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Collapsed disc

The spine features cushioning discs that rest between each vertebra. When one of these shock-absorbing discs begins to deteriorate and loses its height, it is said to be “collapsed.” Collapsed discs typically occur in the cervical (upper) spine and lumbar (lower) spine, where vertebrae are frequently subject to a variety of strenuous motions.

Causes of a collapsed disc

Spinal discs are made up of a tough outer shell of cartilage and a gelatinous interior. As we age, discs grow susceptible to losing water content and collapsing. While the body’s natural aging process is most often to blame for this condition, other factors may contribute to the development a collapsed disc, including:

  • Obesity
  • Poor posture
  • High-impact exercise
  • Sedentary lifestyle
  • Tobacco use or excessive alcohol consumption

Collapsed disc symptoms

The symptoms of a collapsed disc can range from hardly noticeable to disabling depending on what area of the spine is affected and whether or not the thinned disc has led to nerve compression or disc inflammation. Those who experience noticeable collapsed disc symptoms often report muscle weakness, tingling sensations, numbness and localized or radiating pain.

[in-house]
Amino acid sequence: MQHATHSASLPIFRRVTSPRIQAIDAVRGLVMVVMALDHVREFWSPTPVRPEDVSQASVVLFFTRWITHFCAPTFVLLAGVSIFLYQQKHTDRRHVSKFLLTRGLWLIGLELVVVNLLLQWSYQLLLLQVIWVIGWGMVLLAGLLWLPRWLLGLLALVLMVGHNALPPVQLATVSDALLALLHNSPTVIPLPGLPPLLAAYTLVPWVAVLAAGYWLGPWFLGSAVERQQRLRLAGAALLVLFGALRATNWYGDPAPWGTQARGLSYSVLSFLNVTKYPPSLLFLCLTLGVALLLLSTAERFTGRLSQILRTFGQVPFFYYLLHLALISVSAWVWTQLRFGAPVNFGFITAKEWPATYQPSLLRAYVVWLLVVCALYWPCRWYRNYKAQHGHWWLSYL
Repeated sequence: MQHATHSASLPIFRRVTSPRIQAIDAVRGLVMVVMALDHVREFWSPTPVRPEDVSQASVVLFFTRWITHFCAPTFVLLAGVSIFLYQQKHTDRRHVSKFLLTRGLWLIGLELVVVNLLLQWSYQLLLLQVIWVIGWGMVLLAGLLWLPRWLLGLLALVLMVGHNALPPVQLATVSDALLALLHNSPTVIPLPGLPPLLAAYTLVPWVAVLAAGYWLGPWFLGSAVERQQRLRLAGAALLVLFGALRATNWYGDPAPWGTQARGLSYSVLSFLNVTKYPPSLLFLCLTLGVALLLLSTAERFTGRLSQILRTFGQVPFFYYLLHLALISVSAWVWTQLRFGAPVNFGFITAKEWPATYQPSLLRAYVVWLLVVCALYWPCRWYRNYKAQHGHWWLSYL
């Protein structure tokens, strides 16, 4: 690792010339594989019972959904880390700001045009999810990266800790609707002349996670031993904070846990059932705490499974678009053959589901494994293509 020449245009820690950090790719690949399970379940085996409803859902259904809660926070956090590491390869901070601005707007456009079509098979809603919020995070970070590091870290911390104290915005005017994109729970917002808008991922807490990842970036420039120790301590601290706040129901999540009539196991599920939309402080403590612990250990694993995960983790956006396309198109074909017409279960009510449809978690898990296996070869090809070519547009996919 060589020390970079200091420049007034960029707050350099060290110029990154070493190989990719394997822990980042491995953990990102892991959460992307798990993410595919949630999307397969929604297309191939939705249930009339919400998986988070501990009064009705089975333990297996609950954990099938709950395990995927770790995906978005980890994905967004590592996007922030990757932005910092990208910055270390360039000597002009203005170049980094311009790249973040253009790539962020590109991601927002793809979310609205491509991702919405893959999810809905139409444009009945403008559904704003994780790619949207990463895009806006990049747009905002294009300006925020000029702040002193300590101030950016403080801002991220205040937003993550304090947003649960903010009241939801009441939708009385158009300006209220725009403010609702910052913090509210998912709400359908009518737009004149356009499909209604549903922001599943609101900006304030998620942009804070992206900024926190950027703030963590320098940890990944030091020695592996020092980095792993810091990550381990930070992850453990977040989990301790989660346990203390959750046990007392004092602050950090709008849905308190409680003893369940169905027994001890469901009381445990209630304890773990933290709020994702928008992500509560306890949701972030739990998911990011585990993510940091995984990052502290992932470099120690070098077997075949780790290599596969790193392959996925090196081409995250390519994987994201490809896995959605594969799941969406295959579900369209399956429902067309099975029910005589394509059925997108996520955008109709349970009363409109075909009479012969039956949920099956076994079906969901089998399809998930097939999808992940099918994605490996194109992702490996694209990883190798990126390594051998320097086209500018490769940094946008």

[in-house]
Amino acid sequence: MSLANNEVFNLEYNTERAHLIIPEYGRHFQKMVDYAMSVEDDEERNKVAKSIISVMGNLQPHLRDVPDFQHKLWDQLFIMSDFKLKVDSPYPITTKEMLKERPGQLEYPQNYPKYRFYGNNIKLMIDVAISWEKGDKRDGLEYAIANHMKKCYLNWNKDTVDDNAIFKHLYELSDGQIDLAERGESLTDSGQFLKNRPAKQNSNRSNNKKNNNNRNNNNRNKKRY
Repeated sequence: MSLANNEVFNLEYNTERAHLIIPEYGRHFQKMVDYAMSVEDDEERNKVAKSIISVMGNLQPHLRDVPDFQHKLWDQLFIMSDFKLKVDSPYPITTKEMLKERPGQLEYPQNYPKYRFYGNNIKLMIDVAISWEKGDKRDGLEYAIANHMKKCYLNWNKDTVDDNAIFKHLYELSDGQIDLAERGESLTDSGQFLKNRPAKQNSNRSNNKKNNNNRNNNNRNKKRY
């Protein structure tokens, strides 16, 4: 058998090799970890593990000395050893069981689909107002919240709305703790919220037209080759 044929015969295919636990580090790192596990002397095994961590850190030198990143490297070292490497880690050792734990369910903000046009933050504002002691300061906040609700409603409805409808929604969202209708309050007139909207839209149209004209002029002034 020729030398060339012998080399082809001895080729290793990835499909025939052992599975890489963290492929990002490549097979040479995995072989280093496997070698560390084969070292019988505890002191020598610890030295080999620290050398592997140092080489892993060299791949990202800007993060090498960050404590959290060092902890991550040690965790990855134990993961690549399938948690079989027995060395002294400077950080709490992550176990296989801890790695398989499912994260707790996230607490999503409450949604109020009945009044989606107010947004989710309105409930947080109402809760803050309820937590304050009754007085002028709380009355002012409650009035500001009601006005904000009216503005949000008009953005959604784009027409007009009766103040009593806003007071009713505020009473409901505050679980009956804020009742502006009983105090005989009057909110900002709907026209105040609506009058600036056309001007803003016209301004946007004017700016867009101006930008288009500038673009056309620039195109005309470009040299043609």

Diagnosing a collapsed disc

The first step to diagnosing a collapsed disc is visiting a primary care physician. Depending on your symptoms, medical history and results of any diagnostic testing, your doctor may prescribe conservative treatments to reduce pain or refer you to a specialist.

Collapsed disc treatment

The majority of people with a collapsed disc can effectively manage their symptoms with a combination of conservative therapies, such as:

  • Physical therapy
  • Gentle exercise and stretching
  • Avoidance of strenuous activities
  • Hot/cold therapy
  • Medications to reduce pain and inflammation
  • Alternative treatments such as massage therapy, acupuncture, chiropractic care and more

Surgical collapsed disc treatment

In the event that conservative treatments repeatedly fail to improve severe collapsed disc symptoms, surgical intervention may be recommended to relieve nerve compression and/or stabilize the spine.

Led by a team of board-certified surgeons+, Laser Spine Institute in Philadelphia offers minimally invasive spine surgery as an alternative to traditional open spine surgeries that require long incisions and considerable downtime. Our procedures are performed on an outpatient basis and require only a less than 1-inch incision, thereby reducing recovery periods^ and infection risks when compared to traditional surgery.

Finding lasting relief for your collapsed disc symptoms may be easier than you imagined. Contact Laser Spine Institute today to receive a no-cost MRI review* and learn if you may be a candidate for minimally invasive surgery.